Sublimating Post Traumatic Date Disorder Into Blog of Substance

I had the worst date ever on Wednesday night. Really. Even considering the republican who blamed AIDS on "the black and gays" and took me to the park for beers. Even the guy who asked me to dress up as a thirteen year old. Even, for the love of G-d, the gay man I dated when I was 19. I won't go into details. I'm not sure I want to go through the trauma of reliving the event by writing it down. Also I am deeply ashamed to admit what I myself was willing to put up with. I just have one word of advice for all of you and then I will move on: never date an a recovering alcoholic agoraphobic. Trust me on this one. It's really not as much fun as you think.

Of course, I've been having a dry two weeks. At this point I can't give myself away with a free cell phone. ( I actually said that the other day and one my male friends said, "Well, what kind of minute plan would I get with that?") So I have been sublimating all of that depression into textual analysis.

Since you all liked my Pan essays so much I thought I might share some thoughts with you about Nathaniel Hawthorne's The Birthmark.

The plot is fairly simple. It involves an eminent scientist, named Aylmer, who suddenly becomes deeply disturbed by the birthmark on his wife's cheek. The mark, like many scars in literature, is tied to her identity. Early on Hawthorne indicates the importance of the mark by describing it "as deeply interwoven...with the texture and substance of her face." Later, once Aylmer has undertaken to "cure" his wife of her purely cosmetic affliction, he comments "'I knew not the height and depth of you nature until now...Know, then, that this crimson hand, superficial as it seems, has clutched its grasp into your being."

Unlike other scars, which might indicate a rash act of youth (the Fisher King) or moral deviance (Oedipus Rex), the birthmark is indicative of Georgiana's mortality. The narrator describes the mark as "the fatal flaw of humanity which Nature...stamps on all her productions to imply that they are temporary and finite." Georgiana even remarks herself later in the text "I might wish to put off this birthmark of mortality..." In the conclusion of the tale, the birthmark is described as "the bond by which an angelic spirit kept itself in union with a mortal frame."

However, other places in the text indicate that the birthmark reflects the nature of the viewer and not the nature of the bearer. In the opening, Aylmer hesitates to term the mark "a defect or a beauty." Later in the text the mark varies "according to the difference of the temperament of the beholders." Aylmer's abhorrence of the mark reveals more about his character ( his inability to accept Nature and mortality) than about Georgiana's nature ( which is described throughout the piece as angelic and perfect). When Aylmer takes a picture of Georgiana in his laboratory to impress her, the picture is "blurred and indefinable" while the birthmark takes up her entire cheek. The photograph, instead of capturing Georgiana's likeness, reflects how Aylmer has come to see his wife. Her personality and traits have totally vanished, and all Alymer can see is the mark.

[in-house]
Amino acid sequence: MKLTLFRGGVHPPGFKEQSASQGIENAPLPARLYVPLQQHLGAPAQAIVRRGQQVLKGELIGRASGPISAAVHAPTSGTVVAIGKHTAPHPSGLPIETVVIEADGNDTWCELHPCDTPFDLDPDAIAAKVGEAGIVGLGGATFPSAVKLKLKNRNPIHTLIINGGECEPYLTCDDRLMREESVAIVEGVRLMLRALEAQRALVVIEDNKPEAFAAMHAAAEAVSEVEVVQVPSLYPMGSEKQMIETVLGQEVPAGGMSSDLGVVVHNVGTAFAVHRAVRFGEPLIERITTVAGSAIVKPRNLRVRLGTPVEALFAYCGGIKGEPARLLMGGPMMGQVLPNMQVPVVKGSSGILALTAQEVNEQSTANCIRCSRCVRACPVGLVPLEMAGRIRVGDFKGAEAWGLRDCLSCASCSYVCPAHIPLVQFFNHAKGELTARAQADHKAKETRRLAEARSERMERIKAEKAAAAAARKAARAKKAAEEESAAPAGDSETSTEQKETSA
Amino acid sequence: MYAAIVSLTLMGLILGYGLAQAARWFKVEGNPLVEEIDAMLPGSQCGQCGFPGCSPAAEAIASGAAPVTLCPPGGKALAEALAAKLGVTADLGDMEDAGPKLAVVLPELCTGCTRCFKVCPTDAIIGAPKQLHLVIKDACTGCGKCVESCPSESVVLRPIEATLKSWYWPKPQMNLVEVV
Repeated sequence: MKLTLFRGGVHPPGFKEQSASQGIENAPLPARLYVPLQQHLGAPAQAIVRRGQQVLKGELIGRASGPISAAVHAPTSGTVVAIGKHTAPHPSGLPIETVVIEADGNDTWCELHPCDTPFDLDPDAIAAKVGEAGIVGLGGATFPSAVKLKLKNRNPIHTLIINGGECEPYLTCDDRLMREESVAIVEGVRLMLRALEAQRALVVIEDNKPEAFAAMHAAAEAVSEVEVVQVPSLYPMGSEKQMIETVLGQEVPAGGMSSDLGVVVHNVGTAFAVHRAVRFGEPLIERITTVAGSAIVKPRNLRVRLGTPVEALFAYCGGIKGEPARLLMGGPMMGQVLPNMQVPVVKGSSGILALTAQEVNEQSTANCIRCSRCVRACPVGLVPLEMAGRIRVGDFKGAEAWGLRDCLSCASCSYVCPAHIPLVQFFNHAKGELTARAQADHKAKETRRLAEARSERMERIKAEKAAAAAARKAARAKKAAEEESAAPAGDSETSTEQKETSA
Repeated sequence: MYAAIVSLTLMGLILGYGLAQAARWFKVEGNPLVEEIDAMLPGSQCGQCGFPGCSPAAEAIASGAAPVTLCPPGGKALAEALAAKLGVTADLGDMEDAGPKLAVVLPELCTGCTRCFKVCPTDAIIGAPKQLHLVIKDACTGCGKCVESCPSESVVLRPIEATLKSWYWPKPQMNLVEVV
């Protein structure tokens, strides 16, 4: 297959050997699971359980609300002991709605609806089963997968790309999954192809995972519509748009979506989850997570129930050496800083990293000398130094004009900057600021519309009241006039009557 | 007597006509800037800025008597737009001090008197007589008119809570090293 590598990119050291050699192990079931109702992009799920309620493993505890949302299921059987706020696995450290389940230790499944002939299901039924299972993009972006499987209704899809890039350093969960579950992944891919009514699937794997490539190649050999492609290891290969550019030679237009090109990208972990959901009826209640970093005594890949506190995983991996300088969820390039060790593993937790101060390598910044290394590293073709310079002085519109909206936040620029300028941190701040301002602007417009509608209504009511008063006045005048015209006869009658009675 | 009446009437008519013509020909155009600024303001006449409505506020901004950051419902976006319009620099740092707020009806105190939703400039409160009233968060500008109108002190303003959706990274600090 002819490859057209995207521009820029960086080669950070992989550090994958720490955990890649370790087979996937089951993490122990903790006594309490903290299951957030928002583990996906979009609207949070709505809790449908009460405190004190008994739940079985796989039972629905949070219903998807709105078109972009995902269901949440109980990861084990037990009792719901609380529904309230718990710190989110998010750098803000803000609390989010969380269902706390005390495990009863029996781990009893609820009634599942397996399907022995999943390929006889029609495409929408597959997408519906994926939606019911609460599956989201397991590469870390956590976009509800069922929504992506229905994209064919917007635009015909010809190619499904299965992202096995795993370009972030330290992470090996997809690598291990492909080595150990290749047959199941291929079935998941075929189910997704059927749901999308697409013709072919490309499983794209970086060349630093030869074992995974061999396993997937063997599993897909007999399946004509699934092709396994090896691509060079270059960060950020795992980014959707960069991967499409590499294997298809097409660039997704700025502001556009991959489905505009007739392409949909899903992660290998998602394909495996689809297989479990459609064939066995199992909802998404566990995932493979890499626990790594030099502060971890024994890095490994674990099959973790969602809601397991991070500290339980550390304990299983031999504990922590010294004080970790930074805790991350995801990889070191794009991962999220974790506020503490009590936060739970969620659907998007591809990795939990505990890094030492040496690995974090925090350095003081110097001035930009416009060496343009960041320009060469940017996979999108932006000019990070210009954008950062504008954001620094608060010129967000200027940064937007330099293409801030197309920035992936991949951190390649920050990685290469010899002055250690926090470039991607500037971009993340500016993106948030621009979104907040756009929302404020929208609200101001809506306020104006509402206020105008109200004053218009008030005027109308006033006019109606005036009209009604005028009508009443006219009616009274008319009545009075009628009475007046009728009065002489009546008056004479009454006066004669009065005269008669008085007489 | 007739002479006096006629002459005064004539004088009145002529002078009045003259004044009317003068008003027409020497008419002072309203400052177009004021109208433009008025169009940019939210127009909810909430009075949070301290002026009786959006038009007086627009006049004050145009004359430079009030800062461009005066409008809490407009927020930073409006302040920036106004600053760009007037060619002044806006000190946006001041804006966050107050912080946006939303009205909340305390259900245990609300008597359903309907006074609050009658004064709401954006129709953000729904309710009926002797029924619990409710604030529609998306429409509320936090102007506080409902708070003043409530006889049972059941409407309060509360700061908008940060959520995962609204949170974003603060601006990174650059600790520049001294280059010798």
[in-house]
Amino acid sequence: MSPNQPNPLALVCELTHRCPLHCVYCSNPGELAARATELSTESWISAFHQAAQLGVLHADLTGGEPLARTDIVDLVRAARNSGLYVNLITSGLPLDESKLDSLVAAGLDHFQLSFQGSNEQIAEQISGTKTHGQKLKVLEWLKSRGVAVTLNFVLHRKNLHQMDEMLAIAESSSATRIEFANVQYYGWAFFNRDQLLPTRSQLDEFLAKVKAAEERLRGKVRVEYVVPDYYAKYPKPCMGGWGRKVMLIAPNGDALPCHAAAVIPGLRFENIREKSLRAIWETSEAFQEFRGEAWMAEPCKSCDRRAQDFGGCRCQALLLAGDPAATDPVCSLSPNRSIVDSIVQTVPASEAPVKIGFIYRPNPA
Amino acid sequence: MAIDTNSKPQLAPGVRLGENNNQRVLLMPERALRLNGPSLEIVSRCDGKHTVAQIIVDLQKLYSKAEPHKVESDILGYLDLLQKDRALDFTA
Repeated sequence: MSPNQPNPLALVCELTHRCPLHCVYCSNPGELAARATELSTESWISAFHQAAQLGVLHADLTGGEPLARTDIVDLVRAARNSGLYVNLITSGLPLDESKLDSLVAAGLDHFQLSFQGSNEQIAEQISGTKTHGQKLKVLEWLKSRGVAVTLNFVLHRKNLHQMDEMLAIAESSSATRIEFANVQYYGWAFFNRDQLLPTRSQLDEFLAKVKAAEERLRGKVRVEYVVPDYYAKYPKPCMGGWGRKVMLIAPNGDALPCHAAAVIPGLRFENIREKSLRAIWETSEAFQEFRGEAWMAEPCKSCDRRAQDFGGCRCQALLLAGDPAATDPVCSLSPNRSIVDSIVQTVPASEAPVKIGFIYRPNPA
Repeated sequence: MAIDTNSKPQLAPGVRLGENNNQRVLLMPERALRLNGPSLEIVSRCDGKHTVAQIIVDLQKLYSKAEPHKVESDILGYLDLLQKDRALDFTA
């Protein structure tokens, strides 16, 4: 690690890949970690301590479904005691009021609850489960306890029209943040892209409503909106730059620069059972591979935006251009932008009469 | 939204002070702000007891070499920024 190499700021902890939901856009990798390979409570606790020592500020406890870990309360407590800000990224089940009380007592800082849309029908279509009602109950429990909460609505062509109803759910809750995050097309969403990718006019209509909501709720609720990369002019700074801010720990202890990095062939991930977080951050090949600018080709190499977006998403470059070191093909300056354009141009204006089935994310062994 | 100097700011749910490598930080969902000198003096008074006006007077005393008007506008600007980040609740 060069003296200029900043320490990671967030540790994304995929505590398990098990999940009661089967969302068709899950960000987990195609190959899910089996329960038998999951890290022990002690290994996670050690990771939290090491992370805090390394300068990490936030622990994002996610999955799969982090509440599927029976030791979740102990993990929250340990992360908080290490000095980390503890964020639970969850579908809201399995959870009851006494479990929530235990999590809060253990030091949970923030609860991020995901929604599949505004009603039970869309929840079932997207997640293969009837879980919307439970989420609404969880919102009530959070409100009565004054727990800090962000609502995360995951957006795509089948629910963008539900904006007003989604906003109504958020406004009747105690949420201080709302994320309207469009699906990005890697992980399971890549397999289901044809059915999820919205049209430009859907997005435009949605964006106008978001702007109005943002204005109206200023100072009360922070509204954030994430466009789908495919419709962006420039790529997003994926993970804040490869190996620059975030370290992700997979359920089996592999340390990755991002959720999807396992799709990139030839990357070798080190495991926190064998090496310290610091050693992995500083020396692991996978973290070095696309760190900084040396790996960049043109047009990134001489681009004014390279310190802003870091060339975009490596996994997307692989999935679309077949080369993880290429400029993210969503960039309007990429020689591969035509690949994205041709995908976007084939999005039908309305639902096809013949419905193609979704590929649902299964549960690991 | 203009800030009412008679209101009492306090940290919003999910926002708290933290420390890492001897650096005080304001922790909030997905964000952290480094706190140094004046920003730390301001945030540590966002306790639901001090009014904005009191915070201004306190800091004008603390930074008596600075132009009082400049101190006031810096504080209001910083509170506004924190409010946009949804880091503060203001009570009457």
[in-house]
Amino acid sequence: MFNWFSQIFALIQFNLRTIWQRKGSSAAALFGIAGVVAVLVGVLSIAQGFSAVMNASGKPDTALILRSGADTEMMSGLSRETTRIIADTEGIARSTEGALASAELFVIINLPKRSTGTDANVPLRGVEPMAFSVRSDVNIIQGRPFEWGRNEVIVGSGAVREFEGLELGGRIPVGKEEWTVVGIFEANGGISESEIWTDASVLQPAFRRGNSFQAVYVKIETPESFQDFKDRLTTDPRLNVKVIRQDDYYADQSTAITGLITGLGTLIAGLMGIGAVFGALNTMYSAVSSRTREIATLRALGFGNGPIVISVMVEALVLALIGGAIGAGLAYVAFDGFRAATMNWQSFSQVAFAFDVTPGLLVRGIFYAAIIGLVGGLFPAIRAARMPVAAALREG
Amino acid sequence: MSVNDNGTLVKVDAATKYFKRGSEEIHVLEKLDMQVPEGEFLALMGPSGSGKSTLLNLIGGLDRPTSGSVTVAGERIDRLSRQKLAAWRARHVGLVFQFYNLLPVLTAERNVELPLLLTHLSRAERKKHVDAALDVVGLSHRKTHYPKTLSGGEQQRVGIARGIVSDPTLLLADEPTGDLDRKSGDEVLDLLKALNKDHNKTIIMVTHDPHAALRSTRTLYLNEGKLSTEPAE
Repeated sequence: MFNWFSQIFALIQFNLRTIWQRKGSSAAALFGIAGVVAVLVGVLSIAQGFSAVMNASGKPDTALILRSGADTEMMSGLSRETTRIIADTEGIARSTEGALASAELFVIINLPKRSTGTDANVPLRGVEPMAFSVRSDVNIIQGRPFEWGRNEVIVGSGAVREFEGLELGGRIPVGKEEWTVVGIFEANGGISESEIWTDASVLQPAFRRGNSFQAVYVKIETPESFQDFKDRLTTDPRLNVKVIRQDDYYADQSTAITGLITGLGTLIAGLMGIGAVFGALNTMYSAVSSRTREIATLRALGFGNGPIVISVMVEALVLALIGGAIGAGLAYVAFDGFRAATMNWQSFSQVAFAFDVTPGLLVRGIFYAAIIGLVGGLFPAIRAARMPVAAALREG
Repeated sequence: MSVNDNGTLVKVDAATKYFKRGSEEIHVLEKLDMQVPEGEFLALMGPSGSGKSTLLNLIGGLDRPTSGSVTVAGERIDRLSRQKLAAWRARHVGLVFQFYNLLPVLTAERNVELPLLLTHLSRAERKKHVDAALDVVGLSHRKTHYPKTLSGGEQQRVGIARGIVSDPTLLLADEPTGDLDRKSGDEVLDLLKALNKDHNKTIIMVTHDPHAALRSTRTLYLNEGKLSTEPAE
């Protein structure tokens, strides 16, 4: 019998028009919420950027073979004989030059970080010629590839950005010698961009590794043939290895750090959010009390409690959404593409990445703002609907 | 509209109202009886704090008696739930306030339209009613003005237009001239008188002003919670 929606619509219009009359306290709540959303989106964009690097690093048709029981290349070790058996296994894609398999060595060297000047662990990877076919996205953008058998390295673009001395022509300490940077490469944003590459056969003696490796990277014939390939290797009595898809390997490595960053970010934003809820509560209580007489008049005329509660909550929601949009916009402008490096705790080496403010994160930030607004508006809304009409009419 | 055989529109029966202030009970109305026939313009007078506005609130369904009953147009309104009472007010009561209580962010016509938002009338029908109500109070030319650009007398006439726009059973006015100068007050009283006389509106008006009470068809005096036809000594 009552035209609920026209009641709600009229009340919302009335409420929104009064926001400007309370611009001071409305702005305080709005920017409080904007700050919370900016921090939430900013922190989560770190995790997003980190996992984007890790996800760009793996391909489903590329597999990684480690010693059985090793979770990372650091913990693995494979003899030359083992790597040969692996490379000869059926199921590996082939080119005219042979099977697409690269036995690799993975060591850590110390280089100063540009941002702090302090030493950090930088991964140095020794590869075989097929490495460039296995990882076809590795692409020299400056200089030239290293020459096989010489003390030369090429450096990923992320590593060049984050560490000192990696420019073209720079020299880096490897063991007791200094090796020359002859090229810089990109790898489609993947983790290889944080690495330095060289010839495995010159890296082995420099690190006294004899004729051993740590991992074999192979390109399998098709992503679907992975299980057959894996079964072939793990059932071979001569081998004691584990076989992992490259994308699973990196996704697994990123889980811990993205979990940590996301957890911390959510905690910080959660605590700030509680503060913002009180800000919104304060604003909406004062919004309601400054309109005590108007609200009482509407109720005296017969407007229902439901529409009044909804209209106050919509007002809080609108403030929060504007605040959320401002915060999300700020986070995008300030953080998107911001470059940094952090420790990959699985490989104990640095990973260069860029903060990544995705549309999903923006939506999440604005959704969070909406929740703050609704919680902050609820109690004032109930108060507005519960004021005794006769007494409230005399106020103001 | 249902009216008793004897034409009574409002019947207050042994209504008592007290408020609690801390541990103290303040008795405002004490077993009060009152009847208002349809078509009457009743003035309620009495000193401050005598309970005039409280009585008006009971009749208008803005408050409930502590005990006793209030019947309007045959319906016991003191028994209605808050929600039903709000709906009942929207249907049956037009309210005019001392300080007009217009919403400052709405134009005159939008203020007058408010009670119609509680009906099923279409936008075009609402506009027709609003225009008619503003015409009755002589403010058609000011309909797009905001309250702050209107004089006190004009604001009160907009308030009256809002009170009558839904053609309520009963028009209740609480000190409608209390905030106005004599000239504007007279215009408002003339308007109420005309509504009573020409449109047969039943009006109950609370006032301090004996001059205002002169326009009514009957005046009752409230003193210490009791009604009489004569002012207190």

Aylmer's obsession with removing the mark predictably results in the death of his wife. The tale is filled with comments about misguided devotees of science attempting correct "what Nature left imperfect in her fairest work." "Nature" warns the text"...permits us, indeed, to mar, but seldom to mend, and.. on no account to make." ( The Birthmark would have been published well after Frankenstein.) Aylmer's laboratory is filled with the works of those who "imagined themselves to have acquired from the investigations of Nature a power above Nature..." ( emphasis added). The tale ends with the warning "Yet, had Aylmer reached a profounder wisdom, he need not thus have flung away his happiness which would have woven his mortal life of the selfsame texture with the celestial." Alymer is clearly a representative of all those who "reject the best earth could offer" as the text proclaims, "Perhaps every man of genius in whatever sphere might recognize the image of his own experience in Aylmer's journal."

Georgiana makes an intriguing patient. Georgiana, unafflicted by disease, has merely a minor cosmetic blemish. When Aylmer points out the mark mars her beauty, she doesn't challenge him, but accepts his interpretation of the mark. ( Much in the same way a patient might trust a doctor's interpretation of symptoms.)Georgiana not only trusts her husband/doctor implicitly, but she submits entirely to his will. When presented with the a "draught of immortal happiness or misery" by Aylmer, Georgiana says "'I shall quaff whatever draught you bring me;but it will be on the same principle that would induce me to take a dose of poison if offered by your hand." Later she says to him "'If there be the remotest possibility of [removing the mark]...let the attempt be made at whatever the risk.'" Like many patients, Georgiana sees her husband as God-like and remarks that reading his journals has made her "worship" him "more than ever." For her passivity, Georgiana endures rejection, experimentation, and ultimately death.

Of course, the Birthmark is not meant to purely be a tale about scientific hubris, but rather an instructive tale to direct the reader "to find the perfect future in the present." Such sentiments echo what recent scientific discoveries ( oh the irony) indicates about the futility of pursuing happiness. Those individuals chasing happiness perhaps should remember the words of Thomas Szaz, "Happiness is an imaginary condition."

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